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2013年8月30日 (金)

全国学力テスト 苦手分野をどう克服するか

The Yomiuri Shimbun August 30, 2013
Use findings of achievement tests to correct students’ weaknesses
全国学力テスト 苦手分野をどう克服するか(8月29日付・読売社説)

It is important to determine where children are weak in each school subject, a task that must be complemented by efforts to reflect such findings in methods for guiding them in their studies.

The Education, Culture, Sports, Science and Technology Ministry has published the results of a nationwide achievement test conducted in April. The test, which covered sixth-grade primary school students and third-year middle school students, was intended to examine their basic knowledge about the Japanese language, arithmetic and mathematics, as well as their applied skills in these subjects.

The latest achievement test was the first to be administered on all such students in four years, and provided detailed data on the performance of students in each school and each city, town and village. Such data was not obtained from similar tests conducted under the Democratic Party of Japan-led government, as the education ministry conducted achievement tests targeting only about 30 percent of schools chosen as samples during the DPJ’s rule.

The latest data can be used by local governments to improve education by, for example, preferentially assigning teachers to schools whose students performed poorly in the latest test. We hope the education ministry will continue to use the participation-by-all formula in administering nationwide achievement tests.

What is noteworthy about the findings is a welcome change in the results classified by prefecture. A sign of improvement was evident in the performance of prefectures that had fared poorly in the average percentage of correct answers given by students in previous achievement tests.

In some of these prefectures, improvements in this respect were achieved through a mix of measures, including after-school supplementary lessons and achievement tests administered by local education authorities.

All this can be seen as a sign that the nationwide achievement test, first conducted in 2007, has encouraged local governments to introduce measures to improve the academic standards of students in their areas.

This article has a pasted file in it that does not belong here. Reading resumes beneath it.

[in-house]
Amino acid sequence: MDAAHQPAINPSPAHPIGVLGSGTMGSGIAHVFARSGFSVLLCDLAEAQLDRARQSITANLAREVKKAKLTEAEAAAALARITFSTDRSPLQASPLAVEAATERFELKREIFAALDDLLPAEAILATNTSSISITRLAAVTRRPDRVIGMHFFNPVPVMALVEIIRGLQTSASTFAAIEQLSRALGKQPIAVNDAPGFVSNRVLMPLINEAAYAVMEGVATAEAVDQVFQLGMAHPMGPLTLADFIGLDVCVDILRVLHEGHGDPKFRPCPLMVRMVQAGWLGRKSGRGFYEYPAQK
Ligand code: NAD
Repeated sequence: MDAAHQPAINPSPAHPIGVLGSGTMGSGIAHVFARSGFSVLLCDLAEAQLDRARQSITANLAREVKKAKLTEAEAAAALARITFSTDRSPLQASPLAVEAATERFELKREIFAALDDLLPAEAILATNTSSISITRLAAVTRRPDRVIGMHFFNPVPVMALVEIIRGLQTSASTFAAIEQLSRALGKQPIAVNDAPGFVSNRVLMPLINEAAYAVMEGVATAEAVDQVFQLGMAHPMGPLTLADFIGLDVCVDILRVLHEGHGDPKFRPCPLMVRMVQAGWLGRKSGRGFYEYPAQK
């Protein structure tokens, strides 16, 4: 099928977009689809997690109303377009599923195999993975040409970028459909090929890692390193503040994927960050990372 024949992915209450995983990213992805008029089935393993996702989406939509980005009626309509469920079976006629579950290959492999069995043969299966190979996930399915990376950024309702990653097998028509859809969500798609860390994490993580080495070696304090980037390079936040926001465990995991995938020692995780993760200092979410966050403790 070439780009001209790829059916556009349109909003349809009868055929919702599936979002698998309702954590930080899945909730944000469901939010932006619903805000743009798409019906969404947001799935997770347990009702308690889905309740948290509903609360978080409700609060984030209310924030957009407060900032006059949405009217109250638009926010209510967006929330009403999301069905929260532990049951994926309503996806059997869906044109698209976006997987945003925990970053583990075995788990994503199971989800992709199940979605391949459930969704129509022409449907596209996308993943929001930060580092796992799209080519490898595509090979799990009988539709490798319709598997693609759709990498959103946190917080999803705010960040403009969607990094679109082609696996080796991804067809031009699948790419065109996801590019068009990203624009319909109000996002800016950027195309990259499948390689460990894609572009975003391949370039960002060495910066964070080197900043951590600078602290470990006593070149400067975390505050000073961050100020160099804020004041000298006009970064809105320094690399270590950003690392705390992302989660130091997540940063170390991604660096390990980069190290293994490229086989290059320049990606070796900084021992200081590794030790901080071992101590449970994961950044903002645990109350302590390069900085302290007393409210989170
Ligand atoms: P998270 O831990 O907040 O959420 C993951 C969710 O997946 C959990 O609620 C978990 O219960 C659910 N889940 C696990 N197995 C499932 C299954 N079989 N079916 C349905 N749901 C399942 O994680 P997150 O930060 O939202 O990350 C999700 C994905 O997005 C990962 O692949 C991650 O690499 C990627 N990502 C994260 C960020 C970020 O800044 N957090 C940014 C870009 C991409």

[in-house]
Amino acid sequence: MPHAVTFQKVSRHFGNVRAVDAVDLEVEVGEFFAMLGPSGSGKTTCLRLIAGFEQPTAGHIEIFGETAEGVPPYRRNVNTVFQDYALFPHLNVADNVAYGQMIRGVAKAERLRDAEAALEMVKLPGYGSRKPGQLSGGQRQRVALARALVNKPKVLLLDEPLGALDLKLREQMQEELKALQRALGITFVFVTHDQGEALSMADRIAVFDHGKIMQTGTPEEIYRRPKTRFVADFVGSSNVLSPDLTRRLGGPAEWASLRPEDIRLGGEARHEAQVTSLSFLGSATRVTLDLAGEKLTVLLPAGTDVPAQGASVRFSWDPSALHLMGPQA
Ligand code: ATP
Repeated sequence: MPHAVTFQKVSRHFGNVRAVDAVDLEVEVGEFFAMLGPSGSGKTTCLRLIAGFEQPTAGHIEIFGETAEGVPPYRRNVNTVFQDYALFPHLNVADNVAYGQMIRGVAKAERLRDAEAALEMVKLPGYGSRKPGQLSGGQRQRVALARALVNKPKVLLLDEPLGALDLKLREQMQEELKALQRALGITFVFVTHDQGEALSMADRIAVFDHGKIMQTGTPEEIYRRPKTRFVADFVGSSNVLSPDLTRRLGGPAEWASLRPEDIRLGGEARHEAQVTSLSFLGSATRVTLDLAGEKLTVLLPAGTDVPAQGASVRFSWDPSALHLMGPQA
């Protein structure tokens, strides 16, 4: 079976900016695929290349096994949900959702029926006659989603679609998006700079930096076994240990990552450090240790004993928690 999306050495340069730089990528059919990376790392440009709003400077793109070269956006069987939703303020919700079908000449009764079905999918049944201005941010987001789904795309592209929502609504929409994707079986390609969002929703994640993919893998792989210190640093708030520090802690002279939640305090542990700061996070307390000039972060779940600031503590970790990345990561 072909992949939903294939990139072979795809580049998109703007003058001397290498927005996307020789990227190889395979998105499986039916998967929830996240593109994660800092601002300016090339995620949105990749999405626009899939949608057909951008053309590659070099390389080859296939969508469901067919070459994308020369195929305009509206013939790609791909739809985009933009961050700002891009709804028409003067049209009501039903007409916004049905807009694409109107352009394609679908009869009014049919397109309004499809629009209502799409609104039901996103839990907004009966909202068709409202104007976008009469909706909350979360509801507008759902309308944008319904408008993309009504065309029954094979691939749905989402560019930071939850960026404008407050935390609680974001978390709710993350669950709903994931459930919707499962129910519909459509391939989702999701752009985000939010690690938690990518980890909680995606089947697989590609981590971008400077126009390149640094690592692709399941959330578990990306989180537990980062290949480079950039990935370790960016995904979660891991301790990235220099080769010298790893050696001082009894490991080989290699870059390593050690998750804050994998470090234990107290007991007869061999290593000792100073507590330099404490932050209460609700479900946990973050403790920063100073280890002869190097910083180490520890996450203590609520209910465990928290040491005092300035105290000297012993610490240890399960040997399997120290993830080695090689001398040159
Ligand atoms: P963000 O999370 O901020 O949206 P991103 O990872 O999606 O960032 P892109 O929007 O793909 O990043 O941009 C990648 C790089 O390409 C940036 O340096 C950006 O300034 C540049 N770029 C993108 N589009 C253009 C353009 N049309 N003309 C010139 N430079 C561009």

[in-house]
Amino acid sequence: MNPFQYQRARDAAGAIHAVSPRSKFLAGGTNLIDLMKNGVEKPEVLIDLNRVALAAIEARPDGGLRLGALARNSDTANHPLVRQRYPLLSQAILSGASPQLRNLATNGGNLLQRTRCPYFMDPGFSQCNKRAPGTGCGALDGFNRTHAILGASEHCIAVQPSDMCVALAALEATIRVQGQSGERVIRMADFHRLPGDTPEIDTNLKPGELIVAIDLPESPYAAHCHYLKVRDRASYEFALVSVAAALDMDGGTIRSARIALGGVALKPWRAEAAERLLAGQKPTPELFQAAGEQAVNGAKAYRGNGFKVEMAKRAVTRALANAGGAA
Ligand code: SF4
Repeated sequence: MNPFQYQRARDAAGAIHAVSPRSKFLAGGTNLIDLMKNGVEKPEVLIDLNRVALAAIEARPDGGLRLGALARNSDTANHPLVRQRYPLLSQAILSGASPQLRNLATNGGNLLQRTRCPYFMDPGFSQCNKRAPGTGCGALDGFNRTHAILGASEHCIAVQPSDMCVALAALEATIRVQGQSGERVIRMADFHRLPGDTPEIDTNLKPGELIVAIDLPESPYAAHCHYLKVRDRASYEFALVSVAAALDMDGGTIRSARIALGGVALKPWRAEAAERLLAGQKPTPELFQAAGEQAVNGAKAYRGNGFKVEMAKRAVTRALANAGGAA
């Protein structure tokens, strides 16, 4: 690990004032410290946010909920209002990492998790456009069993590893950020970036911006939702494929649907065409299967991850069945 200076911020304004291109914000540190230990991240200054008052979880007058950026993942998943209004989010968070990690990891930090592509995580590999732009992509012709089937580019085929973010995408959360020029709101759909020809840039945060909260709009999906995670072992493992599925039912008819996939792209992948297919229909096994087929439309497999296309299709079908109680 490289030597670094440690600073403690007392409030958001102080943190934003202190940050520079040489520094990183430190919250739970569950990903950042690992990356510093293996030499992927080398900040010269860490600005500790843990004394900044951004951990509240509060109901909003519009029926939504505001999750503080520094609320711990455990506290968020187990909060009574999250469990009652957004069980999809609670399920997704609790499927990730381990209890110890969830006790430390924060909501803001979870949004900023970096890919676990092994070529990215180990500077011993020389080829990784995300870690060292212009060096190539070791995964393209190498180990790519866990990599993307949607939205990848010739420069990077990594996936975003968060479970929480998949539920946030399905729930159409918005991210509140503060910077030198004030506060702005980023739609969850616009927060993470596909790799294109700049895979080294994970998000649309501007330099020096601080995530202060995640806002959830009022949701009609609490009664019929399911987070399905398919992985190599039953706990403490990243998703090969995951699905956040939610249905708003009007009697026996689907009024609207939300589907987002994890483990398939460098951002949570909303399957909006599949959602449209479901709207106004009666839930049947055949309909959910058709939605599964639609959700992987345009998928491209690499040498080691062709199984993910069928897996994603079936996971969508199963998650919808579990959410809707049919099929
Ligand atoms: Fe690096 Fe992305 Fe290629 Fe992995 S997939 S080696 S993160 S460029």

Poor at expressing opinions

The results of the ministry’s achievement tests, including the latest one, clearly show where students are weak. For example, they fared poorly in writing their opinions about documents they were told to read in the test. They also did badly at logically explaining the reasons for the answers they gave.

Questions of this kind were incorporated into the latest test. Not surprisingly, the percentage of correct answers was low.

A major task that must be tackled by the authorities is to improve the academic ability of children in fields in which they have a problem answering questions. With this in mind, the education ministry is scheduled to produce documents designed to provide teachers with some innovative ideas, based on the findings from the latest test, while also distributing them to local boards of education and other institutions.

We hope teachers and school administrators will utilize these materials to improve the abilities of students to think and express themselves.

In administering April’s achievement test, the education ministry also conducted an awareness survey on children. The survey included a question about what they would do if they did not understand what was taught in class. Close to 10 percent of middle school students said they would not ask their teachers or friends to explain, leaving the points in doubt unanswered. This is worrying, given that the respondents are at a crucial time in the final stage of their compulsory education.

In dealing with middle school students who did not answer questions requiring written answers in the Japanese language exam and proof questions in the math test, the awareness survey asked them why. It was found that a considerable number of such children did not even try to answer the question.

Teachers need to pay meticulous care to such students through various means, including teaching methods based on the degree of their academic achievement.

Children’s learning at home is another important issue to be addressed in working to improve their academic abilities. The percentage of children who review their school lessons at home has been increasing since they were covered in an awareness survey for the first time. The latest survey shows about 50 percent of primary and middle school students review their school studies at home. This can be seen as a certain measure of progress in encouraging children to study at home.

It is important for school authorities and local governments to carefully explain the latest findings to parents while also sharing perceptions with them about what kind of problems need to be overcome to improve students’ academic abilities. Doing so will give parents a better understanding about what needs to be done and improve the quality of children’s home learning.

(From The Yomiuri Shimbun, Aug. 29, 2013)
(2013年8月29日01時38分  読売新聞)


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